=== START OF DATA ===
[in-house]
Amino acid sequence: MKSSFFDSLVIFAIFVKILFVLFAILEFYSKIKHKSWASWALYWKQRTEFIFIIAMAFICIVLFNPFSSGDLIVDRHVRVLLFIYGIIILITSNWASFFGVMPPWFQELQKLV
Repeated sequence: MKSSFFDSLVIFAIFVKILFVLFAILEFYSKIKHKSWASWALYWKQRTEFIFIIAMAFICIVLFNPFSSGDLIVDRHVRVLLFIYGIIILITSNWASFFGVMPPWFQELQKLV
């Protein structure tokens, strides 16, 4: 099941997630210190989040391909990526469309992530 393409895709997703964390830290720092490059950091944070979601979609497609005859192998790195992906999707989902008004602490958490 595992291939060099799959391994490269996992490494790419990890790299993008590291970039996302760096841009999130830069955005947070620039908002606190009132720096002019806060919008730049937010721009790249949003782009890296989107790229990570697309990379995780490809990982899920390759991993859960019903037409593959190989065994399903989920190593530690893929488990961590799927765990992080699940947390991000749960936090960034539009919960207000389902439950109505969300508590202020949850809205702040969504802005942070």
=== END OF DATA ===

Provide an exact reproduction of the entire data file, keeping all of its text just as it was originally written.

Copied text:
[in-house]
Amino acid sequence: MKSSFFDSLVIFAIFVKILFVLFAILEFYSKIKHKSWASWALYWKQRTEFIFIIAMAFICIVLFNPFSSGDLIVDRHVRVLLFIYGIIILITSNWASFFGVMPPWFQELQKLV
Repeated sequence: MKSSFFDSLVIFAIFVKILFVLFAILEFYSKIKHKSWASWALYWKQRTEFIFIIAMAFICIVLFNPFSSGDLIVDRHVRVLLFIYGIIILITSNWASFFGVMPPWFQELQKLV
């Protein structure tokens, strides 16, 4: 099941997630210190989040391909990526469309992530 393409895709997703964390830290720092490059950091944070979601979609497609005859192998790195992906999707989902008004602490958490 595992291939060099799959391994490269996992490494790419990890790299993008590291970039996302760096841009999130830069955005947070620039908002606190009132720096002019806060919008730049937010721009790249949003782009890296989107790229990570697309990379995780490809990982899920390759991993859960019903037409593959190989065994399903989920190593530690893929488990961590799927765990992080699940947390991000749960936090960034539009919960207000389902439950109505969300508590202020949850809205702040969504802005942070």